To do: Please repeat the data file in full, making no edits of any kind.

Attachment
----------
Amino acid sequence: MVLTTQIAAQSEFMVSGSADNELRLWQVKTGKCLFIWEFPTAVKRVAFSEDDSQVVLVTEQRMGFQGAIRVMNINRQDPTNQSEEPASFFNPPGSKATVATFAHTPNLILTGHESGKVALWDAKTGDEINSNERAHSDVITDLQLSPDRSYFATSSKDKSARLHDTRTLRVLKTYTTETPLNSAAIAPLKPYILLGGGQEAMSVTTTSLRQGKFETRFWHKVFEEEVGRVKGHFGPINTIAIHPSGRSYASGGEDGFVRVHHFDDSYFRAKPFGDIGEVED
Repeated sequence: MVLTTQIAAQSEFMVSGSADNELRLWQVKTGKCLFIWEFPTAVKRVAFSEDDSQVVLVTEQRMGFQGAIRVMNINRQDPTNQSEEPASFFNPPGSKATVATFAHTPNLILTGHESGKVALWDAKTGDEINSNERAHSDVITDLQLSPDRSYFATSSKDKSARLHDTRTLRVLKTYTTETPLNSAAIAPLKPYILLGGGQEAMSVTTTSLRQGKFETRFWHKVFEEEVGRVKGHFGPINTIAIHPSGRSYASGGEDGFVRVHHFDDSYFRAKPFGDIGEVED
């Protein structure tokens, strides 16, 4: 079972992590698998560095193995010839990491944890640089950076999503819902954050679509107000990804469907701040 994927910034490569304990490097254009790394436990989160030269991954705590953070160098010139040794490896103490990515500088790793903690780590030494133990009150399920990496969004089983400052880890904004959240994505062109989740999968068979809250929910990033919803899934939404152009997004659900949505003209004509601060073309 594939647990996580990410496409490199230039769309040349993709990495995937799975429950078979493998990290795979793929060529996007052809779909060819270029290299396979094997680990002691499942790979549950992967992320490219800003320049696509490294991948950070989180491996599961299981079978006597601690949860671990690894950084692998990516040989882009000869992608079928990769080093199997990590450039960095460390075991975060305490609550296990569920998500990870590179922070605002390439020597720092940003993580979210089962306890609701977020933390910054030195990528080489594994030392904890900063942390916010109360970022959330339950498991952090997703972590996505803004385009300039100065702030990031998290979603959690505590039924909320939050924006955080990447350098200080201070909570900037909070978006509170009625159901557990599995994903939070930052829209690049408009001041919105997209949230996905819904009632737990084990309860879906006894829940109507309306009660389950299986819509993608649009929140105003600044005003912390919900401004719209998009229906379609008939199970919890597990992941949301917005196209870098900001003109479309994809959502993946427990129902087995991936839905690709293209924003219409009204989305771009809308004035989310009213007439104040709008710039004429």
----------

Amino acid sequence: MVLTTQIAAQSEFMVSGSADNELRLWQVKTGKCLFIWEFPTAVKRVAFSEDDSQVVLVTEQRMGFQGAIRVMNINRQDPTNQSEEPASFFNPPGSKATVATFAHTPNLILTGHESGKVALWDAKTGDEINSNERAHSDVITDLQLSPDRSYFATSSKDKSARLHDTRTLRVLKTYTTETPLNSAAIAPLKPYILLGGGQEAMSVTTTSLRQGKFETRFWHKVFEEEVGRVKGHFGPINTIAIHPSGRSYASGGEDGFVRVHHFDDSYFRAKPFGDIGEVED
Repeated sequence: MVLTTQIAAQSEFMVSGSADNELRLWQVKTGKCLFIWEFPTAVKRVAFSEDDSQVVLVTEQRMGFQGAIRVMNINRQDPTNQSEEPASFFNPPGSKATVATFAHTPNLILTGHESGKVALWDAKTGDEINSNERAHSDVITDLQLSPDRSYFATSSKDKSARLHDTRTLRVLKTYTTETPLNSAAIAPLKPYILLGGGQEAMSVTTTSLRQGKFETRFWHKVFEEEVGRVKGHFGPINTIAIHPSGRSYASGGEDGFVRVHHFDDSYFRAKPFGDIGEVED
């Protein structure tokens, strides 16, 4: 079972992590698998560095193995010839990491944890640089950076999503819902954050679509107000990804469907701040 994927910034490569304990490097254009790394436990989160030269991954705590953070160098010139040794490896103490990515500088790793903690780590030494133990009150399920990496969004089983400052880890904004959240994505062109989740999968068979809250929910990033919803899934939404152009997004659900949505003209004509601060073309 594939647990996580990410496409490199230039769309040349993709990495995937799975429950078979493998990290795979793929060529996007052809779909060819270029290299396979094997680990002691499942790979549950992967992320490219800003320049696509490294991948950070989180491996599961299981079978006597601690949860671990690894950084692998990516040989882009000869992608079928990769080093199997990590450039960095460390075991975060305490609550296990569920998500990870590179922070605002390439020597720092940003993580979210089962306890609701977020933390910054030195990528080489594994030392904890900063942390916010109360970022959330339950498991952090997703972590996505803004385009300039100065702030990031998290979603959690505590039924909320939050924006955080990447350098200080201070909570900037909070978006509170009625159901557990599995994903939070930052829209690049408009001041919105997209949230996905819904009632737990084990309860879906006894829940109507309306009660389950299986819509993608649009929140105003600044005003912390919900401004719209998009229906379609008939199970919890597990992941949301917005196209870098900001003109479309994809959502993946427990129902087995991936839905690709293209924003219409009204989305771009809308004035989310009213007439104040709008710039004429």